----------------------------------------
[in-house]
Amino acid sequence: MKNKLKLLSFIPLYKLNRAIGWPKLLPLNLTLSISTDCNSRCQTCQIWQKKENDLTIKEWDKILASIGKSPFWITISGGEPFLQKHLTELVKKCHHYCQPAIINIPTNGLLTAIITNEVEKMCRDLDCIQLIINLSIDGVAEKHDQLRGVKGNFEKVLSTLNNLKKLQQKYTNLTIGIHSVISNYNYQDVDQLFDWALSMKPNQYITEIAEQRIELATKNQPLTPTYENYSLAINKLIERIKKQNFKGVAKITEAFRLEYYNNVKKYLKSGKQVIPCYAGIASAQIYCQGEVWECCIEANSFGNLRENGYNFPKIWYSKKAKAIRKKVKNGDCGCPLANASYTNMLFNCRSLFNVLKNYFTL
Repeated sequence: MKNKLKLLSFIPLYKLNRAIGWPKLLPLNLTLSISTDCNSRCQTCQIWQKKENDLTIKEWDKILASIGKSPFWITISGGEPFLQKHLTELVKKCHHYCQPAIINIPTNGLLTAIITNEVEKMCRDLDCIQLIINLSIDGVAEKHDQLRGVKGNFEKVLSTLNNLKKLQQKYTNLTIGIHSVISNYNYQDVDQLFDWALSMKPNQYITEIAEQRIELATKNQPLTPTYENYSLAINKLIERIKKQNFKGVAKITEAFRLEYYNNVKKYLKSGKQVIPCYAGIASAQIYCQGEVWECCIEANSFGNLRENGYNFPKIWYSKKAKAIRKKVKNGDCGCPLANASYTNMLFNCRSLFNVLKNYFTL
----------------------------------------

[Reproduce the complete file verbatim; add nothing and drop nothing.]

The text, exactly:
[in-house]
Amino acid sequence: MKNKLKLLSFIPLYKLNRAIGWPKLLPLNLTLSISTDCNSRCQTCQIWQKKENDLTIKEWDKILASIGKSPFWITISGGEPFLQKHLTELVKKCHHYCQPAIINIPTNGLLTAIITNEVEKMCRDLDCIQLIINLSIDGVAEKHDQLRGVKGNFEKVLSTLNNLKKLQQKYTNLTIGIHSVISNYNYQDVDQLFDWALSMKPNQYITEIAEQRIELATKNQPLTPTYENYSLAINKLIERIKKQNFKGVAKITEAFRLEYYNNVKKYLKSGKQVIPCYAGIASAQIYCQGEVWECCIEANSFGNLRENGYNFPKIWYSKKAKAIRKKVKNGDCGCPLANASYTNMLFNCRSLFNVLKNYFTL
Repeated sequence: MKNKLKLLSFIPLYKLNRAIGWPKLLPLNLTLSISTDCNSRCQTCQIWQKKENDLTIKEWDKILASIGKSPFWITISGGEPFLQKHLTELVKKCHHYCQPAIINIPTNGLLTAIITNEVEKMCRDLDCIQLIINLSIDGVAEKHDQLRGVKGNFEKVLSTLNNLKKLQQKYTNLTIGIHSVISNYNYQDVDQLFDWALSMKPNQYITEIAEQRIELATKNQPLTPTYENYSLAINKLIERIKKQNFKGVAKITEAFRLEYYNNVKKYLKSGKQVIPCYAGIASAQIYCQGEVWECCIEANSFGNLRENGYNFPKIWYSKKAKAIRKKVKNGDCGCPLANASYTNMLFNCRSLFNVLKNYFTL